Taking orders from the intense and unstable Sergeant Sterling (Jack Huston, doing a lot here, for better and worse), Bartle and Murphy become fast friends. At a family event, Murphy’s mother Maureen (Jennifer Aniston, also on as executive producer) meets Bartle and asks that he look after her son. This interaction underlines the conflict to come.
The narrative is structured around a mystery: what happened to Murphy? It’s a disjointed framework, in which we slowly »
- Dan Mecca
The long-awaited sequel to John Wick is about to hit theatres, and we couldn't be more excited! John Wick: Chapter 2 picks up the story of our favorite vengeful assassin right where the first movie left off, as Keanu Reeves in the title role continues to seek out those who have wronged him. In anticipation of this movie, we've taken a look back at Reeves' long career and discovered some facts about him you may not know!
1. His background is global, but he’s still Canadian at heart.
Keanu was born in Beirut, Lebanon, to a British mother and Chinese-Hawaiian father (his name means “cool breeze over the mountains” in Hawaiian), but grew up mostly in Toronto. His first acting parts were »
- Jenny Bullough
It’s unusual, at the Sundance Film Festival, to see a drama about a subject like the Iraq War. The economics of scale required to stage an authentic combat scene don’t tend to mesh with indie-film budgets — and besides, there are enough towering war films in our time that the bar for them has been set extraordinarily high. So say this much for “The Yellow Birds”: When it plunks the audience down into a crumbling urban war zone, where every dirt road and alleyway could be a path to oblivion, the movie, if nothing else, creates a physically convincing atmosphere of instability and fearful tension. The movie opens with U.S. soldiers walking across a dark field, past palm trees (one of which is on fire), in a grimly patterned death march that evokes — ironically — the final moments of “Full Metal Jacket.” And, indeed, Stanley Kubrick’s great »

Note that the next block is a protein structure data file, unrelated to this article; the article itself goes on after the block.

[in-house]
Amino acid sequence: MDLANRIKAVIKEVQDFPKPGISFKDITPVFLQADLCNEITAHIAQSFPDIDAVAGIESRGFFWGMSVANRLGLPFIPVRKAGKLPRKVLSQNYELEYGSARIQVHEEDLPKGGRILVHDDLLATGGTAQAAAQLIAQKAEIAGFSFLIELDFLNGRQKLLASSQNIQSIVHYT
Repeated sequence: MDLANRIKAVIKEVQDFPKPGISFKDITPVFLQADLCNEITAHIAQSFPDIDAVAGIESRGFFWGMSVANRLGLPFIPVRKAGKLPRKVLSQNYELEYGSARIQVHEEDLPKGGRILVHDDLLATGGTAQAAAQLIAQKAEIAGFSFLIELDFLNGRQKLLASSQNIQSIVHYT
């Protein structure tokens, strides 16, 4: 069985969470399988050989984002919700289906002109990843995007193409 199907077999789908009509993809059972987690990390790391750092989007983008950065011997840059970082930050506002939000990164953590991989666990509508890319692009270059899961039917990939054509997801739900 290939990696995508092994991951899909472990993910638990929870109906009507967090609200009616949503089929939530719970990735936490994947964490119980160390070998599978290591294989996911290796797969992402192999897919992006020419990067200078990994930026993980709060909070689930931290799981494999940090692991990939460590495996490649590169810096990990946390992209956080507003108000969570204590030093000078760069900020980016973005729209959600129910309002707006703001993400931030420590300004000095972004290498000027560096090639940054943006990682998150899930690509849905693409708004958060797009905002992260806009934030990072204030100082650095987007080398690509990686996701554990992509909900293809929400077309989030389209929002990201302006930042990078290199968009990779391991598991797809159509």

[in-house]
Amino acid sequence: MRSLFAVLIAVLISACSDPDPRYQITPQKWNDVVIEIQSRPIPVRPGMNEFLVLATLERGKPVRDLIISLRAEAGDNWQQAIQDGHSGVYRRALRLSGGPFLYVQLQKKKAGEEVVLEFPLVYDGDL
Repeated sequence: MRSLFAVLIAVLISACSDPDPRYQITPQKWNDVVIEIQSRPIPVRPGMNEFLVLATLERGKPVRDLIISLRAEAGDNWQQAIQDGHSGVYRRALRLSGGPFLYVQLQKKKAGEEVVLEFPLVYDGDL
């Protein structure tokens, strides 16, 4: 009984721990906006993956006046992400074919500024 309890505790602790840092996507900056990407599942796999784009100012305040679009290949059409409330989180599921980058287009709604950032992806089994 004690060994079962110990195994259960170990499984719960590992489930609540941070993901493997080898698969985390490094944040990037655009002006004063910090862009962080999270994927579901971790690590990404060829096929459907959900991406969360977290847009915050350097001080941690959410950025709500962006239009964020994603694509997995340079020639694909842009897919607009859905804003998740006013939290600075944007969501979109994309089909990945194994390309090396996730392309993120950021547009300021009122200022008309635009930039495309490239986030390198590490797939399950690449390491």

- Owen Gleiberman
Although the 2016 season in film isn't quite over until the Oscars take place, 2017's newest and most anticipated films are about to usher their way onto the (screen) scene. The Sundance Film Festival has arrived! This year's festival consists of 113 full-length films coming from as many as 31 countries and debuting 36 first-time filmmakers. Those included in the lineup come from a whopping 13,782 submissions, 95 of which will be world premieres. And to save you some trouble (read: countless hours scrolling Rotten Tomatoes), we've rounded up the most eagerly awaited movies you're most likely to hear about postpremiere. How about that for upping your indie culture game? 1. Before I Fall Director: Ry Russo-Young Cast: Zoey Deutch, Halston Sage, Diego Boneta This is a book-to-film adaptation based on the 2010 novel of same name by Lauren Oliver. High schooler Samantha Kingston (Deutch) thinks she has it all, living life amongst her Mean Girls-esque clique, »
- McCall Minnor
Comprising a considerable amount of our top 50 films of last year, Sundance Film Festival has proven to yield the first genuine look at what the year in cinema will bring. Now in its 39th iteration, we’ll be heading back to Park City this week, but before we do, it’s time to highlight the films we’re most looking forward to, including documentaries and narrative features from all around the world.
While much of the joy found in the festival comes from surprises throughout the event, below one will find our 20 most-anticipated titles. Check out everything below and for updates straight from the festival, make sure to follow us on Twitter (@TheFilmStage, @jpraup, @djmecca and @FinkJohnJ), and stay tuned to all of our coverage here.
- Jordan Raup
9 items from 2017